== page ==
Media Contact

Imelda Mejia, ACLU of Texas, 346-399-6803, media@aclutx.org

April 17, 2020

HOUSTON – A United States District Court today granted the ACLU of Texas’ request to release a person who is highly vulnerable to serious illness and death from novel coronavirus, held at the Montgomery Processing Center in Conroe, Texas. This is the first decision in Texas granting someone's release because of the danger posed by COVID-19. The lawsuit was filed on behalf of four plaintiffs represented by the ACLU of Texas, Weil, Gotshal & Manges LLP, and the national ACLU. Two were released on bond after the lawsuit was filed.

“Whether someone is released from detention can mean life or death during this pandemic,” said Kate Huddleston, attorney for the ACLU of Texas. “We are grateful that the court ordered ICE to release our client from immigration detention. As the court rightly explained, there is just no way for people like our client, who are especially vulnerable to COVID-19, to be safe while detained by ICE. In light of the pandemic, ICE must release many more people. We’re grateful that our client will be able to return home where she can protect her health and life, and we will press for others to get the same relief.”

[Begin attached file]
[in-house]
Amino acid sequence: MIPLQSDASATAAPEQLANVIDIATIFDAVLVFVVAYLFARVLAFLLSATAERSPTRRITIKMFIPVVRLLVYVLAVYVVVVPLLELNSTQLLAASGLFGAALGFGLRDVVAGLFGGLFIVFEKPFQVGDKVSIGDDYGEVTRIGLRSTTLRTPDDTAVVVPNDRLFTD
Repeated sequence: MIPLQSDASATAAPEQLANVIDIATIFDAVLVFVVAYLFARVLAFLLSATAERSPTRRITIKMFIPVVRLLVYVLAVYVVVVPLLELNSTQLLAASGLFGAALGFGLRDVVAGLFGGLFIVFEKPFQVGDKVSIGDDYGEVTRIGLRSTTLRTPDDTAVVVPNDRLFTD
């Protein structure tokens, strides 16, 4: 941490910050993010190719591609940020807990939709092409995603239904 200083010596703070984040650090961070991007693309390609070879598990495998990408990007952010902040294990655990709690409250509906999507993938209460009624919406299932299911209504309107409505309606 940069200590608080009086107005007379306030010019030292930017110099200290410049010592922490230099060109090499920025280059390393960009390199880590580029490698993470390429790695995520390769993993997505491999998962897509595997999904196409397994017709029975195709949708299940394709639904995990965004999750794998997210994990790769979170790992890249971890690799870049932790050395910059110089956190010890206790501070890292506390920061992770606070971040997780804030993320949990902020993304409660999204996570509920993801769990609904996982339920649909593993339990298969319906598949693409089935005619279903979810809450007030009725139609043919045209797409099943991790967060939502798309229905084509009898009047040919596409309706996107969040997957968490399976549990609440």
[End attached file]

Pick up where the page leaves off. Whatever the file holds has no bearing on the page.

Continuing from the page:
We are pleased that this case resulted in three of our clients being released to safer conditions so they can avoid the irreparable harm they faced,” said Paul Genender, partner and head of litigation of Weil, Gotshal & Manges LLP’s Dallas office. “We are thankful that the Court acted as quickly and thoroughly as it did--a shining example of our judicial system administering justice in these unprecedented conditions.”

“We are pleased to see the court’s understanding that a COVID-19 infection could be a death sentence for people in immigration detention — particularly those with clear medical vulnerabilities,” said Eunice Cho, senior staff attorney at the ACLU's National Prison Project. “It is unconscionable that ICE would continue to hold people in civil detention when so many lives — inside detention centers and in the communities that surround them — are at risk. The agency must release many more people if it is to mitigate the looming public health and humanitarian disasters."